Hurricane Florence began lashing down on the Carolinas Thursday and was expected to make landfall early Friday, washing over dunes, downing trees and power lines and putting some 10 million people in the path of a potentially catastrophic storm. Flor...
Published: 09/13/18
Editorial: Scott sends positive signal on Supreme Court appointments

Editorial: Scott sends positive signal on Supreme Court appointments

Gov. Rick Scott has headed down a dangerous path by announcing he has started the process to fill three upcoming vacancies on the Florida Supreme Court as he heads out the door. But to his credit, the governor indicated his "expectation’’ is that he ...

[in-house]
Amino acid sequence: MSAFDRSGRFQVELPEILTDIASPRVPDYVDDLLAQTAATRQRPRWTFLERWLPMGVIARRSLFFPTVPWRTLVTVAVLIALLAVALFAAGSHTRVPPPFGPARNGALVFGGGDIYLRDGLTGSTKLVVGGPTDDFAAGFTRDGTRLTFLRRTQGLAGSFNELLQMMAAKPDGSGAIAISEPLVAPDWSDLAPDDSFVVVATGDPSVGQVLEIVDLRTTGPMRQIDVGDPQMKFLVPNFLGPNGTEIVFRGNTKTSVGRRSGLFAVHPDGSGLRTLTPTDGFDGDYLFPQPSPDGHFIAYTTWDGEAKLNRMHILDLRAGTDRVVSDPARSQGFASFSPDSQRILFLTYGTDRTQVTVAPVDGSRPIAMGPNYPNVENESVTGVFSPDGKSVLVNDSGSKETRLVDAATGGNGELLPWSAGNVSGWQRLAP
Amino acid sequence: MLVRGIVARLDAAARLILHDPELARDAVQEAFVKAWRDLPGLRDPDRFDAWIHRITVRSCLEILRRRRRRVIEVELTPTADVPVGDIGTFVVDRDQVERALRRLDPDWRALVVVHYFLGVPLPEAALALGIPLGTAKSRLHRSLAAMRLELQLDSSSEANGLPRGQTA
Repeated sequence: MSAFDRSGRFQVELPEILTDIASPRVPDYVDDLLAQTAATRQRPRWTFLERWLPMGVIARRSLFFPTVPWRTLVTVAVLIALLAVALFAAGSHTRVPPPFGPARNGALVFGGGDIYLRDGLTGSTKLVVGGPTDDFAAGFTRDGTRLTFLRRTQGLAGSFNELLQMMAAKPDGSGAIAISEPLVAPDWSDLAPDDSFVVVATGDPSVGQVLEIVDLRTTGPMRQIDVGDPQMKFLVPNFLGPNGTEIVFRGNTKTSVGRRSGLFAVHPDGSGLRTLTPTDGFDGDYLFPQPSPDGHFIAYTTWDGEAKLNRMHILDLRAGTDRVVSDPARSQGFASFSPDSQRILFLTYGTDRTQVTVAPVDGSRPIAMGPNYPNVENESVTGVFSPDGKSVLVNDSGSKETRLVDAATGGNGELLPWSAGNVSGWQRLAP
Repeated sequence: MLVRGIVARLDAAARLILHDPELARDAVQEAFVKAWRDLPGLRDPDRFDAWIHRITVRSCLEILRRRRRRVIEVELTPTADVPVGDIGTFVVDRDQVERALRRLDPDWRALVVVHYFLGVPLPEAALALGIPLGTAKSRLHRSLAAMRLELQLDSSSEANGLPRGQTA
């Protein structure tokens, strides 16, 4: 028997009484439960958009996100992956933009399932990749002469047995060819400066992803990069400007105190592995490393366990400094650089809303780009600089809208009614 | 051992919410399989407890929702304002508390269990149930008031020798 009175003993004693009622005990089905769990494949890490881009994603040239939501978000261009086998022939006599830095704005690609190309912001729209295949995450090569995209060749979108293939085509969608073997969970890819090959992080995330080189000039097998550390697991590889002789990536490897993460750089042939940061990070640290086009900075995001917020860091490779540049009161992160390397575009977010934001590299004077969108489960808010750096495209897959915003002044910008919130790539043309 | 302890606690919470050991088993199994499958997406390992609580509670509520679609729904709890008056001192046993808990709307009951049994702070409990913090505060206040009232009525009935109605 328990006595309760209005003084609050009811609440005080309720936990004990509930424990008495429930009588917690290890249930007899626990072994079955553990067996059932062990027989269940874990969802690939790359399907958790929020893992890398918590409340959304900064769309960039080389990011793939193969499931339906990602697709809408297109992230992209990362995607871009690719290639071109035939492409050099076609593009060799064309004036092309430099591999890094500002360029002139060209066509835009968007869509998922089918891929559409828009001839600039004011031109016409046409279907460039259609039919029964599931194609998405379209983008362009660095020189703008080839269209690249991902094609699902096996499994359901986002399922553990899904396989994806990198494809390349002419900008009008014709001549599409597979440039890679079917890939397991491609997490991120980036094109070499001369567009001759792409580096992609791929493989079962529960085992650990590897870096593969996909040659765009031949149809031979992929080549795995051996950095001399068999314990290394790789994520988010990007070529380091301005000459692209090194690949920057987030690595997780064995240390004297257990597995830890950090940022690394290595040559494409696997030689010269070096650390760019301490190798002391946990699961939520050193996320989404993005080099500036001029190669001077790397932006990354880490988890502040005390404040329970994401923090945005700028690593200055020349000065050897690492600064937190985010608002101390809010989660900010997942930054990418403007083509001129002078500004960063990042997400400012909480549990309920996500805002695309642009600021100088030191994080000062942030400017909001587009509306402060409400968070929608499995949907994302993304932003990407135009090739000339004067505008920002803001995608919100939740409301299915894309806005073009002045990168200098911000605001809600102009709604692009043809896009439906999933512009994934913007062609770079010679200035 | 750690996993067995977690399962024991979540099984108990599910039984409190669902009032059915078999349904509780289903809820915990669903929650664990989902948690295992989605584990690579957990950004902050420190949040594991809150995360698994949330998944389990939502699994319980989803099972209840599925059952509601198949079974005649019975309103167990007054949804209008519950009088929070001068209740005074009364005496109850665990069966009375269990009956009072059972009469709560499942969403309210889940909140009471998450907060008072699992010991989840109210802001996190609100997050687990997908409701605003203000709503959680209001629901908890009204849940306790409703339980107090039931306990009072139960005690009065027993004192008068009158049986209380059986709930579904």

Published: 09/12/18
Updated: 09/14/18
Editorial: Stalled U.S.-Cuba relations hurting Florida business

Editorial: Stalled U.S.-Cuba relations hurting Florida business

After an encouraging start, the breakdown in America’s reset with Cuba is a loss for both sides and for the state of democracy across the region. Havana and Washington are both to blame, but the Trump administration’s hard line with Cuba is out of sy...
Published: 09/12/18
Lessons from Moonves’ ouster

Lessons from Moonves’ ouster

If the swift departure of CBS Chairman Les Moonves has a bright side, it’s that a major television network took accusations of sexual harassment against its chief executive seriously enough to hold him accountable and obtain his resignation even at t...
Published: 09/11/18
Updated: 09/14/18